Identifying predictors of resilience at inpatient and 3-month post-spinal cord injury

Simon Driver, Ann Marie Warren, Megan Reynolds, Stephanie Agtarap, Rita Hamilton, Zina Trost, Kimberly Monden

Research output: Contribution to journalArticlepeer-review

11 Scopus citations

Abstract

Objectives: To identify (1) changes in psychosocial factors, (2) relationships between psychosocial factors, and (3) significant predictors of resilience in adults with spinal cord injury (SCI) during inpatient rehabilitation and at 3-month post-discharge. Design: Cross sectional with convenience sample based on inclusion/exclusion criteria. Setting: Inpatient rehabilitation hospital and community-based follow-up. Participants: Individuals with a SCI. Interventions: Not applicable. Outcome measures: Demographic, resilience, self-efficacy for managing a chronic health issue, depression, social roles/activity limitations, and pain. Results: The final sample consisted of 44 respondents (16 women and 28 men). Results of repeated measure analyses of variance indicated no significant changes in variables between inpatient and 3-month follow-up. Bivariate correlations revealed associations between resilience and self-efficacy at inpatient (r = 0.54, P < 0.001), and resilience and depression (r =-0.69, P < 0.001) and self-efficacy (r = 0.67, P < 0.001) at 3-month follow-up. Hierarchical regression analyses a significant model predicting resilience at inpatient stay (R = 0.61; adjusted R2 = 0.24, P = 0.023), and at 3-month follow-up (R = 0.83; adjusted R2 = 0.49, P = 0.022). Self-efficacy was the strongest predictor at inpatient stay (β = 0.46, P = 0.006) and depression was strongest at 3-month follow-up (β =-0.80, P = 0.007). Conclusion: Results suggest that although resilience appears to be stable from inpatient to 3-month follow-up, different factors are stronger predictors of resilience across time. Based on current results, an assessment of self-efficacy during inpatient rehabilitation and an identification of depression at 3-month follow-up may be important factors to help identify those at risk of health issues overtime.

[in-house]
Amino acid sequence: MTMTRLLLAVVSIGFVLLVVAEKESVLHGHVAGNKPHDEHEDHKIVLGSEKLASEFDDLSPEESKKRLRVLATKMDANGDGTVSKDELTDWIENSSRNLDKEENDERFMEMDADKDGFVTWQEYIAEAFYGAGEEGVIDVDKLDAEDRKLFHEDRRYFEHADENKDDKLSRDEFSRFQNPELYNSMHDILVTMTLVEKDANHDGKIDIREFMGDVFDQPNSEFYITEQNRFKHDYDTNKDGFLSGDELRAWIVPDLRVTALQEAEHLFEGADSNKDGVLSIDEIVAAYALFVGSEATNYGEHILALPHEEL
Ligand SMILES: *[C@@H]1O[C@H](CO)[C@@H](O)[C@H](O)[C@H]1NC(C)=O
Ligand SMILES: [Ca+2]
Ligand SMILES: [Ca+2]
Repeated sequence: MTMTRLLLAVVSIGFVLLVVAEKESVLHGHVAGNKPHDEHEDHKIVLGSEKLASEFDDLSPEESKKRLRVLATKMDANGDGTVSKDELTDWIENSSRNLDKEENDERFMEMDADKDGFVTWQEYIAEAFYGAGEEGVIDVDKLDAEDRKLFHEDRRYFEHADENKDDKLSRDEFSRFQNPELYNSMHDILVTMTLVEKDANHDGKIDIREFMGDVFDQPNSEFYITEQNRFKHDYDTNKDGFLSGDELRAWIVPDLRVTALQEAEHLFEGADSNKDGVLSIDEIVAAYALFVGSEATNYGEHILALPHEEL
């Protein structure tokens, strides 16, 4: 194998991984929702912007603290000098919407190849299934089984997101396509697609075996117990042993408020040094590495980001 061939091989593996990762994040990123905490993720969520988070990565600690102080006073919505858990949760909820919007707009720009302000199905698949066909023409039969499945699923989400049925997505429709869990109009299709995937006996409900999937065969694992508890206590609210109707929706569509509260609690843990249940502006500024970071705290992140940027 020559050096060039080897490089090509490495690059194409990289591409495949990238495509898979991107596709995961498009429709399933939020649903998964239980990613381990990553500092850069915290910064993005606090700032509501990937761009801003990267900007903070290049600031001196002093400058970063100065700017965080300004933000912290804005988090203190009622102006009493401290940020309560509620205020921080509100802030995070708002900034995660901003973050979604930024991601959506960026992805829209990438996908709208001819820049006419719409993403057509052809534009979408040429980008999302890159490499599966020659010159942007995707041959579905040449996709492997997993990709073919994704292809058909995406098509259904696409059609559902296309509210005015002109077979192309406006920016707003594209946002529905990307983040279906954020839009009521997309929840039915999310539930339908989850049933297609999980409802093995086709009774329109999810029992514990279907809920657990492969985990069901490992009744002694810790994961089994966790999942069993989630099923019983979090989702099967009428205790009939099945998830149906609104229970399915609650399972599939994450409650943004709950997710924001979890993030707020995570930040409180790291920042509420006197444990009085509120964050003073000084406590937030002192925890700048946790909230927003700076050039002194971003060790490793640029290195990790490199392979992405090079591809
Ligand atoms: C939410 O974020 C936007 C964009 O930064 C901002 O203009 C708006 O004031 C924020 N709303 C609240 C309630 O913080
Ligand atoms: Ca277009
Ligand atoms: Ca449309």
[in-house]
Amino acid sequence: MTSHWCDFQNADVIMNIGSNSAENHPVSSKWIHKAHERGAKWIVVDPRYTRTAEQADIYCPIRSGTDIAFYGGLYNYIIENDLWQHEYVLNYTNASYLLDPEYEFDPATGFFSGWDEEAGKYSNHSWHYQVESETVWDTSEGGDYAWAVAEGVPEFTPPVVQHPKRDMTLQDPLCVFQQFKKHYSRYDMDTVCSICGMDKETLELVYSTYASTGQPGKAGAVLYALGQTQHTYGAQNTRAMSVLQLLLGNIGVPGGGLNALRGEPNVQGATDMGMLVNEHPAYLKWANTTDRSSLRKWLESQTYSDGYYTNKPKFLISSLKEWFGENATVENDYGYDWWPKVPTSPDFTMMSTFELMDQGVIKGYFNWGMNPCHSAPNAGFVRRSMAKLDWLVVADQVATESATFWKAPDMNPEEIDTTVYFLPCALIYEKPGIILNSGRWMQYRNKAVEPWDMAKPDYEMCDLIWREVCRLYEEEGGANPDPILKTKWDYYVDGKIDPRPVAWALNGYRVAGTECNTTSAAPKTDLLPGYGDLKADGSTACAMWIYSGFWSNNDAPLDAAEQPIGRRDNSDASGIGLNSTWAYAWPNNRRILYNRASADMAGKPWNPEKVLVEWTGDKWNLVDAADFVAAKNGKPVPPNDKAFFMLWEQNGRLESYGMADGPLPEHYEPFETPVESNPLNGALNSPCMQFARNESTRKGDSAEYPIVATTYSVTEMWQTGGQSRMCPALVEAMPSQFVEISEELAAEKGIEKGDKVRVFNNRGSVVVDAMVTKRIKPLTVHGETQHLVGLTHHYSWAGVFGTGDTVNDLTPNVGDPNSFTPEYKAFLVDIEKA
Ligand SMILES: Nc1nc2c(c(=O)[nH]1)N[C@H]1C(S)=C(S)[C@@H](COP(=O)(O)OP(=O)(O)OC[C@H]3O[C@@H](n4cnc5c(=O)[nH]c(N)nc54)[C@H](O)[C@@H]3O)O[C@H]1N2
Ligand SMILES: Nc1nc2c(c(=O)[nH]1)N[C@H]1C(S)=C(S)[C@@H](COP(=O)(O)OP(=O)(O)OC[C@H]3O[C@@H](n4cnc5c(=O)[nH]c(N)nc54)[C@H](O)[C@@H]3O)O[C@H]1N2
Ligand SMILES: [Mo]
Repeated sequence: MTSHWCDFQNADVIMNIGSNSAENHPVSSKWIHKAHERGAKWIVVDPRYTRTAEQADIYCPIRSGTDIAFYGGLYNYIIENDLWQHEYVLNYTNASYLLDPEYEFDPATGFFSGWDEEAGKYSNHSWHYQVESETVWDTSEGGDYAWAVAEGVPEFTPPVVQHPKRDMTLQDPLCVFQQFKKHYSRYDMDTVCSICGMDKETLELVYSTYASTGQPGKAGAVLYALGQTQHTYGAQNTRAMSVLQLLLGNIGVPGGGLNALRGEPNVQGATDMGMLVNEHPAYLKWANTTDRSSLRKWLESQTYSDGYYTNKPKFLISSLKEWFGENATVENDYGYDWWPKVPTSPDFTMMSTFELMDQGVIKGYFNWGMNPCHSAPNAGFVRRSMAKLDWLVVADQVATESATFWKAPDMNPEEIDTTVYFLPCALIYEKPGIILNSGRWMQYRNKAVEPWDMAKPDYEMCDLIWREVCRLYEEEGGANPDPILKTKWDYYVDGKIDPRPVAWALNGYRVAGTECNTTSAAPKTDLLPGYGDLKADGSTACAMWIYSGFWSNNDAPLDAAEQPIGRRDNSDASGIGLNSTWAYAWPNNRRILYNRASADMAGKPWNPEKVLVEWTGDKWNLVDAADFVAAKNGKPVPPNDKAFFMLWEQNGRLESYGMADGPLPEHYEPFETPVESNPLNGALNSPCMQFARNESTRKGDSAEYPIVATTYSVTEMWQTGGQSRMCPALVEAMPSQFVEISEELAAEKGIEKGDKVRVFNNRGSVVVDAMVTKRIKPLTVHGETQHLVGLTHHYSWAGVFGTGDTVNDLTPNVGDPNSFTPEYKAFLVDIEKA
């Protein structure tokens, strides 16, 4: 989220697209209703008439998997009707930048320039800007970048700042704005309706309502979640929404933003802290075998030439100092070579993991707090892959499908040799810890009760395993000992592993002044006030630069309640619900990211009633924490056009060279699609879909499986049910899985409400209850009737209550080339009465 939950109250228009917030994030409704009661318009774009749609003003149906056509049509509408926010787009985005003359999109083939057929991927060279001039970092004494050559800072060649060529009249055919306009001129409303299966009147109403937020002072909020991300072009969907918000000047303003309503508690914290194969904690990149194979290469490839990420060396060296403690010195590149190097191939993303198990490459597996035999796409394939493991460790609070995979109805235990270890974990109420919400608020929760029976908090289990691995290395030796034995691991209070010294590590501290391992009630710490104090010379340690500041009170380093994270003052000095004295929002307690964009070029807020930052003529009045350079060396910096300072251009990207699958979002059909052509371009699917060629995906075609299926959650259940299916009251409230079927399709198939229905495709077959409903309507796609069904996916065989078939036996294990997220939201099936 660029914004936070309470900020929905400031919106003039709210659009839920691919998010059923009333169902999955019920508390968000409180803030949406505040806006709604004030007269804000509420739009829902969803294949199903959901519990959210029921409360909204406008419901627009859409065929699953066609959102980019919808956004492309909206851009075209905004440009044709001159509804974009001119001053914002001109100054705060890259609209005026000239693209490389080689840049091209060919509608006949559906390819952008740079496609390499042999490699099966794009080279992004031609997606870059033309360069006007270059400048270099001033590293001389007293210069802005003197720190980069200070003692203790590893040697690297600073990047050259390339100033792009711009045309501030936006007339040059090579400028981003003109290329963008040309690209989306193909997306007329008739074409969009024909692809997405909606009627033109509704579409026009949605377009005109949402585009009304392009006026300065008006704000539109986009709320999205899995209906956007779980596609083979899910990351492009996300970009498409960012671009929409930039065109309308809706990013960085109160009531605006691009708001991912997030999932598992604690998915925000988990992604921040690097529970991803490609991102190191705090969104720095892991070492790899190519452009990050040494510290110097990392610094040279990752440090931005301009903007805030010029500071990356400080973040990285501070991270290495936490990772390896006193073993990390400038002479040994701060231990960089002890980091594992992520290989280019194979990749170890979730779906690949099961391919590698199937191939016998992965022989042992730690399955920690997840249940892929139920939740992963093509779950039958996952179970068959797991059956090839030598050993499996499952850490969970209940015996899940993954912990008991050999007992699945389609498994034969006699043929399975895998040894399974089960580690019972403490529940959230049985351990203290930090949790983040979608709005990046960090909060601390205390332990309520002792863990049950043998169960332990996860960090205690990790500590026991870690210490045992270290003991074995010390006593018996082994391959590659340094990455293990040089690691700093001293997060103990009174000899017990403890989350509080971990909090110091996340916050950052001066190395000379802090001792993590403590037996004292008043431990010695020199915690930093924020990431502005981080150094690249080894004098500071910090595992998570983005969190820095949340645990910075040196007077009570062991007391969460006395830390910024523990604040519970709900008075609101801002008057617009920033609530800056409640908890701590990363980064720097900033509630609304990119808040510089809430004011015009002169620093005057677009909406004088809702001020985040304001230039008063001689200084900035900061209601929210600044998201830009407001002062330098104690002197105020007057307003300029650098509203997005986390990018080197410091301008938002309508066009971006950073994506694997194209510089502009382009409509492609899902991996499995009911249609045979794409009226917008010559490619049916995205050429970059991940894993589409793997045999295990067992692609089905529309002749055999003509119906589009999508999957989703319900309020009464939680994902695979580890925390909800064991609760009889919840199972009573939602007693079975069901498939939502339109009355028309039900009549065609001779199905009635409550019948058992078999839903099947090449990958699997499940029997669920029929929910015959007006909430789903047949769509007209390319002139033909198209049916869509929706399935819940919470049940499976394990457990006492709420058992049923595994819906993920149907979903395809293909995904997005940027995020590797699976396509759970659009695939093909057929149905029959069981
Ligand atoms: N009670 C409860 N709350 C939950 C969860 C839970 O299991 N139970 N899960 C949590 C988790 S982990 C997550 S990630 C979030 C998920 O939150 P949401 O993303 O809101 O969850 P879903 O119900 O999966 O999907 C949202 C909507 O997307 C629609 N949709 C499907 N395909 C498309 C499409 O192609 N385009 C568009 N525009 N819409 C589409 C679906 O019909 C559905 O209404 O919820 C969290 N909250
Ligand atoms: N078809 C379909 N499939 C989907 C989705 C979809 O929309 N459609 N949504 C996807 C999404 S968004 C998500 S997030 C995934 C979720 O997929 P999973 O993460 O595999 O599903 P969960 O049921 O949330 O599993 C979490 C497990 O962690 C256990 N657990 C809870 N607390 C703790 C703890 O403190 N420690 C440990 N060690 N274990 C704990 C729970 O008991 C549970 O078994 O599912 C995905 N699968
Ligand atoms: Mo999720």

Original languageEnglish (US)
Pages (from-to)77-84
Number of pages8
JournalJournal of Spinal Cord Medicine
Volume39
Issue number1
DOIs
StatePublished - Jan 2016

Keywords

  • Activity limitations
  • Depression
  • Inpatient rehabilitation
  • Resilience
  • Self-efficacy
  • Spinal cord injury

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